CNS - An LAPD sergeant says in a lawsuit filed against the city and the Los Angeles Police Department that the department engaged in religious discrimination by disciplining him for off-duty remarks made about homosexual acts. In a fall 2006 eulogy delivered at a fellow officer’s funeral, Sgt. Eric Holyfield, who also is a pastor, said homosexual acts were “sinful” and an “abomination” and would lead to condemnation in hell if one did not repent, according to a lawsuit he filed June 19 in Los Angeles County Superior Court, the Los Angeles Times reported. After those comments, LAPD passed him up for promotions and pay raises in retaliation, Holyfield alleges in the suit, saying that he was discriminated against for his religion and that his 1st Amendment rights were violated, according to The Times.
Cmdr. Stuart Maislin, head of LAPD’s risk-management office, told The Times that the department’s ability to control an off-duty officer’s speech is a “very gray area.” But remarks by officers may raise red flags, particularly when bias is expressed against a group of people, Maislin said. Holyfield made the remarks in September 2006 at the Whittier funeral of Officer Nathaniel Warthon Jr., whose family asked the sergeant to deliver a short sermon, The Times reported. Holyfield identified himself as a sergeant and as the fallen officer’s supervisor, according to the suit, but was clad in black clergy attire rather than his uniform.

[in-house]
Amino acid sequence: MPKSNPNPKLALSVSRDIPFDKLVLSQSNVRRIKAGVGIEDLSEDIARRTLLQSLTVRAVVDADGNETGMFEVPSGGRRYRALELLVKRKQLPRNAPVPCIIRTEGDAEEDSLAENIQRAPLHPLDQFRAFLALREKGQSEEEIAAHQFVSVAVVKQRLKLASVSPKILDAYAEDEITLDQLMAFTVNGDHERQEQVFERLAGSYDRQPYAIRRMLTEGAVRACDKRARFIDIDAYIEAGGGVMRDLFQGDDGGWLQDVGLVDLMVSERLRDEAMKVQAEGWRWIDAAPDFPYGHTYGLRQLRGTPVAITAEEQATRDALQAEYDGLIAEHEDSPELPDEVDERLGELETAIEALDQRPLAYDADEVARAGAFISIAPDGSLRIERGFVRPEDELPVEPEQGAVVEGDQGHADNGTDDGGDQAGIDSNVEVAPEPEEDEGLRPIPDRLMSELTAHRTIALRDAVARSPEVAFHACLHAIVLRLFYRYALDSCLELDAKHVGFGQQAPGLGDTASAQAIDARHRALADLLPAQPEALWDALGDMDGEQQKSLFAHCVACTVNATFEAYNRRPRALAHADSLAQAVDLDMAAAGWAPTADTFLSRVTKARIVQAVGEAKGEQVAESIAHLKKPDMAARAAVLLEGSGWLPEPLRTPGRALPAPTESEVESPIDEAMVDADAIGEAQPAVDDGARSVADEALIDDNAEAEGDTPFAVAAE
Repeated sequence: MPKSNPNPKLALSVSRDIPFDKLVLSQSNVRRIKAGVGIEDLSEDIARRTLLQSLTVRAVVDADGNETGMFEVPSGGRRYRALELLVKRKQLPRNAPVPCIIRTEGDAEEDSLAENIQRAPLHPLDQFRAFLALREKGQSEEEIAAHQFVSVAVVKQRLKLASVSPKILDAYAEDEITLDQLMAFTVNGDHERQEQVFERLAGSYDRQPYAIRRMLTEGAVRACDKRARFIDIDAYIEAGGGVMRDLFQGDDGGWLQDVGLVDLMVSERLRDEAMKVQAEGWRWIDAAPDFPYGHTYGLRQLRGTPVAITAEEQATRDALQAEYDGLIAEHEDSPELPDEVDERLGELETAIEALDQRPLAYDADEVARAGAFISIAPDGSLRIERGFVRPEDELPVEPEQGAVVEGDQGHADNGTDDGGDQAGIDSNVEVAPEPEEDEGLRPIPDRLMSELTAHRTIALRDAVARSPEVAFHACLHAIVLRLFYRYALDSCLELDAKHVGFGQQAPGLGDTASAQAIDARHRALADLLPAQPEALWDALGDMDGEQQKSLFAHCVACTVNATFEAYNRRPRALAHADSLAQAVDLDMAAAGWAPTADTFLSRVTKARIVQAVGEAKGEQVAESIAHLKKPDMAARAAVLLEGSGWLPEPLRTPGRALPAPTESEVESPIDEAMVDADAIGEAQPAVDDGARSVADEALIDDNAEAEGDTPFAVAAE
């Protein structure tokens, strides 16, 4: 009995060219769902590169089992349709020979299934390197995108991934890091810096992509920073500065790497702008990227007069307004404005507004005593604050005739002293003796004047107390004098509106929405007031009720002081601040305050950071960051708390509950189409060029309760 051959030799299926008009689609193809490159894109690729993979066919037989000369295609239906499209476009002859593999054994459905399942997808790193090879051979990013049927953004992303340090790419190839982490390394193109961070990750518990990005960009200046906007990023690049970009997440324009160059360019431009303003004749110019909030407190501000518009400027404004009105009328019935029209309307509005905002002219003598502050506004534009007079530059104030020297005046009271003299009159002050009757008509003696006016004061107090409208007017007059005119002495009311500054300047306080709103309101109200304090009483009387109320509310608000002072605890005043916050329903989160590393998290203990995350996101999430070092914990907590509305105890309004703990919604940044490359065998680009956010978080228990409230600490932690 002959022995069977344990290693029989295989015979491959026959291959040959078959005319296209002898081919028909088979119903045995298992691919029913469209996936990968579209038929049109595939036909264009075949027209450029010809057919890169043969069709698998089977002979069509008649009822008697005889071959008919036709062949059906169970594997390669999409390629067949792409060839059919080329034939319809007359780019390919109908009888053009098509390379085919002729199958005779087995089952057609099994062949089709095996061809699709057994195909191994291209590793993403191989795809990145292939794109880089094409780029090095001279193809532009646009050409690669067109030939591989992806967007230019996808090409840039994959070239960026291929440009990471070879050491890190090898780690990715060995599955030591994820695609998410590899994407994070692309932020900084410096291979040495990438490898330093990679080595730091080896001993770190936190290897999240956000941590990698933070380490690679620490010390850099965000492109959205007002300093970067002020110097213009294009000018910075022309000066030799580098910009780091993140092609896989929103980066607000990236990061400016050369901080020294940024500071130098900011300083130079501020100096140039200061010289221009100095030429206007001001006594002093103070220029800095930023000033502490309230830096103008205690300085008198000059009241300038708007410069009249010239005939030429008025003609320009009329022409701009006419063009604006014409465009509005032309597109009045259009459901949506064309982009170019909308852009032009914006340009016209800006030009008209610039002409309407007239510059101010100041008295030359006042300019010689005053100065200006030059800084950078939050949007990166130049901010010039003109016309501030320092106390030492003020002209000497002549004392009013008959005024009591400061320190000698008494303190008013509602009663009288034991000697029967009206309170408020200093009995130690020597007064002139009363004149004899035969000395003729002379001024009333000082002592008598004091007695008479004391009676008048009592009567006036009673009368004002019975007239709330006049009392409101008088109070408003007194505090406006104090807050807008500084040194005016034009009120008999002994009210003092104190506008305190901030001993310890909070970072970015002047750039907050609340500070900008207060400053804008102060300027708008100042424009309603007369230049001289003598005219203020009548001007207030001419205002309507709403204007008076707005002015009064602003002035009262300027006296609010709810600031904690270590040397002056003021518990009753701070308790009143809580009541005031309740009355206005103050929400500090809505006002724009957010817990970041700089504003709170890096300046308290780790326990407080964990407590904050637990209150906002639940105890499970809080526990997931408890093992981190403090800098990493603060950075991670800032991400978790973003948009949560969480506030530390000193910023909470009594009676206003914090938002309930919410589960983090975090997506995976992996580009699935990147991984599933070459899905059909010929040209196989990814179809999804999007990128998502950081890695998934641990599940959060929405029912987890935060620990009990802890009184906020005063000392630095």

At the funeral was Deputy Chief Charlie Beck, commanding officer of operations in the South Bureau. Beck, who is named as a defendant, filed a formal complaint against Holyfield after the funeral, The Times reported. The suit alleges that Beck’s actions were based on “religious biases” and says that as a result of the complaint, Holyfield was removed from his position in community relations, moved back to patrol and passed up for a number of promotions.